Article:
By Terrence McCoy
By Scott Fishman
By Deirdra Funcheon
By Allie Conti
By New Times Staff
By Ryan Pfeffer
By Deirdra Funcheon
By Kyle Swenson
For regulars at the Sunday service of Fort Lauderdale's New Mount Olive Baptist Church, the spiritual journey of Pastor Mack King Carter is as familiar as that of any biblical figure.
At Belleview-Santos, a segregated school in Ocala, the future ecclesiastic was an eager, attentive student intent on making his teachers proud. In the decades to follow he would remember their names and repeat their aphorisms for the New Mount Olive congregation.
To hear Carter rhapsodize about Ocala in those sermons today, it seems he wants to return to the city — not modern-day Ocala so much as the Ocala of his youth. Or of his parents' youth, when all the businesses on West Broadway, from Magnolia to 16th avenues, were owned by black families. It was home to the best black hotel in the state and one of the few black banks in the South. The black preachers bought their suits, hats, and shoes from Crompton's Dry Goods Store, until its black owner, Gibbs Crompton, died in 1959.
Carter had to leave Ocala to know how rare his experience there was. He studied at the University of Florida, delighting in classes like philosophy where he debated with prejudiced white classmates. He earned his doctorate of ministry degree at Southern Baptist Theological Seminary in Louisville, Kentucky, and served as pastor at Green Castle Baptist Church in nearby Prospect, Kentucky. By 1980, it seems, Carter longed for a return to Florida. Judging by his writings, Carter had discovered an aching nostalgia for Ocala — a close-knit black community empowered by faith — at the same time he discerned disenfranchisement, self-hatred, and a lack of faith in the black communities he'd observed since leaving his hometown.
Watch a clip from one of Pastor Mack King Carter's sermons
He's long said it was "God's call," but maybe it was also Carter's hope to recreate an Ocala-like harmony that led him to Fort Lauderdale and New Mount Olive in 1981. The congregation, which since 1918 has gathered around NW 9th Avenue, just south of Sistrunk Boulevard, was the spiritual anchor for the African-American community, due in part to the steady hand of its senior pastor, Rev. George Weaver. In 1982, Weaver named Carter his successor. "For him to choose Pastor Carter was instant credibility," says Kenneth Mullins, a long-time New Mount Olive member. "We all accepted him instantly."
Carter's bombastic style was in marked contrast to the plain-speaking Weaver, and under Carter the congregation surged. It attracted new members, growing to around 9,000, making it the state's biggest black church, one with the resources to practice community activism in a low-income, crime-ridden section of the city. Carter's sermons would be telecast locally and internationally. With that high profile came political power, as well as the admiration of such celebrated figures as Aretha Franklin. She's been known to phone Carter and request a video of his sermons.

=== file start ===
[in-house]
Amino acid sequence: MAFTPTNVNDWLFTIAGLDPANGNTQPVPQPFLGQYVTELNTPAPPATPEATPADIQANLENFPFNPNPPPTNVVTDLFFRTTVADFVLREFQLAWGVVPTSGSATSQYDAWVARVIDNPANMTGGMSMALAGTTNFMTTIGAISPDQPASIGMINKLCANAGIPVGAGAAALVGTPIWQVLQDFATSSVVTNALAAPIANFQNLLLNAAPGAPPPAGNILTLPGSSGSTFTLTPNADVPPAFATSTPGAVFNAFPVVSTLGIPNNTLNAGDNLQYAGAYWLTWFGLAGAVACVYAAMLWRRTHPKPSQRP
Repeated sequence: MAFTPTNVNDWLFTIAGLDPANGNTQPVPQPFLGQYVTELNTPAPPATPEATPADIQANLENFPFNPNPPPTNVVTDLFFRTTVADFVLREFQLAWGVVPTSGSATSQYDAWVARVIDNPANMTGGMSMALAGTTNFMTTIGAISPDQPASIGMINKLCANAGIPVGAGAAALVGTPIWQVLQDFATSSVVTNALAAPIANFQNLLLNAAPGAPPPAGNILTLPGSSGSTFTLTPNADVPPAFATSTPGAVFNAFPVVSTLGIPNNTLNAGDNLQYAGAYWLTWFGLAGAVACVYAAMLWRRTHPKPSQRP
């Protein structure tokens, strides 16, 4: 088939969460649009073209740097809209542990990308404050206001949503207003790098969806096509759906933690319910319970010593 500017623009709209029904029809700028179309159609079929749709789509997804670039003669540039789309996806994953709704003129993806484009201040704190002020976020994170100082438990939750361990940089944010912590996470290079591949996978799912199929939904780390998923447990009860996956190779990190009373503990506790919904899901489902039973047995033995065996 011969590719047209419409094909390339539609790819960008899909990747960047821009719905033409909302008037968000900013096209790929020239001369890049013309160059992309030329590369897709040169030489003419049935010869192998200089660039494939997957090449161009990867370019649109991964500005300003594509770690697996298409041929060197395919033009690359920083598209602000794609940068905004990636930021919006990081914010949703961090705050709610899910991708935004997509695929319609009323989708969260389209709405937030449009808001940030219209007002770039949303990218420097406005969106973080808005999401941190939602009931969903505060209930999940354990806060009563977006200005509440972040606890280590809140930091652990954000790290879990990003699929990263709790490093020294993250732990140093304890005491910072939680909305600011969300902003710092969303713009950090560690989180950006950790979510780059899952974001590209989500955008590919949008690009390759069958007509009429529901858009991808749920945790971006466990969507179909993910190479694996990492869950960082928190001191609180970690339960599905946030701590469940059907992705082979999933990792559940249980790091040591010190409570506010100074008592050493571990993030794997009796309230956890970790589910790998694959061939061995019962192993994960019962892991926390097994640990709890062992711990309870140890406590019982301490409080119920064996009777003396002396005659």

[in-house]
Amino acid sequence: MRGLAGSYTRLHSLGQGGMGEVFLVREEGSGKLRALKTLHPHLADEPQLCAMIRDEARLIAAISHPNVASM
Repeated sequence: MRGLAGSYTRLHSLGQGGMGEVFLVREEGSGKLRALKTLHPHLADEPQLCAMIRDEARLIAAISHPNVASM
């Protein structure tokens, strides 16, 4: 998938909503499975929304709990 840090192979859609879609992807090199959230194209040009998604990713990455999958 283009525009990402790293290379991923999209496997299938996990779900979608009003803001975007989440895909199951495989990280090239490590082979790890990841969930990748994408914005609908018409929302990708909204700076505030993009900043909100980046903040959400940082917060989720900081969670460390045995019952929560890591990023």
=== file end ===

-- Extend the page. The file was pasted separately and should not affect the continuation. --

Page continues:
But along the way, Carter lost the faith of several of the church's most active members, a group of trustees who suspected him of violating church bylaws — possibly, taking more than his fair share of church funds. When in the summer of 2006 the trustees tried to investigate their suspicions, they say Carter suspended their activities and revised the church's constitution to give himself more power. Carter accused the group of doing the Devil's work.
With their conflict now spilling into Broward Circuit Court, things are bound to get uglier in the new year. The thousands who flock to New Mount Olive on Sunday mornings likely will have to choose sides. And no matter the outcome of the pending litigation, Carter's vision of a community bound together and strengthened by faith now seems further away than ever.
Dr. Mack King Carter is the most visible, powerful member of the New Mount Olive congregation, but the church's original bylaws sought a separation of power, giving the church's 25-member board of trustees something like a congressional function. The trustees would oversee the spending of church funds and, in theory, could block initiatives by the pastor that the board thought were not in the church's financial interests.
Kenneth Mullins' path to the New Mount Olive trustee board was typical. He started as a Sunday school teacher. "To see the faith of these children, that made me love church," says Mullins. "Then Dr. Carter told me, 'I'm going to recommend you to the trustee board.' I said, 'What's the trustee board?' "
He learned the board was made up of people like him — active church members willing to accept trustee chores on top of their full-time jobs. A professional then employed with a state utility, Mullins knew about dealing with bureaucracy. He would serve on a board that also had a county employee, a cop, a social service worker, and small business owners, who each brought their own expertise.
Tony Franklin owns a window treatment company in Oakland Park. He went from New Mount Olive Sunday school teacher to trustee beginning in 1995. His new role in the church, Franklin says, led him to see Carter in a new light. "Whenever there was a power struggle, it came about because the trustees disagreed about what the pastor wanted to do with the management of the church's assets."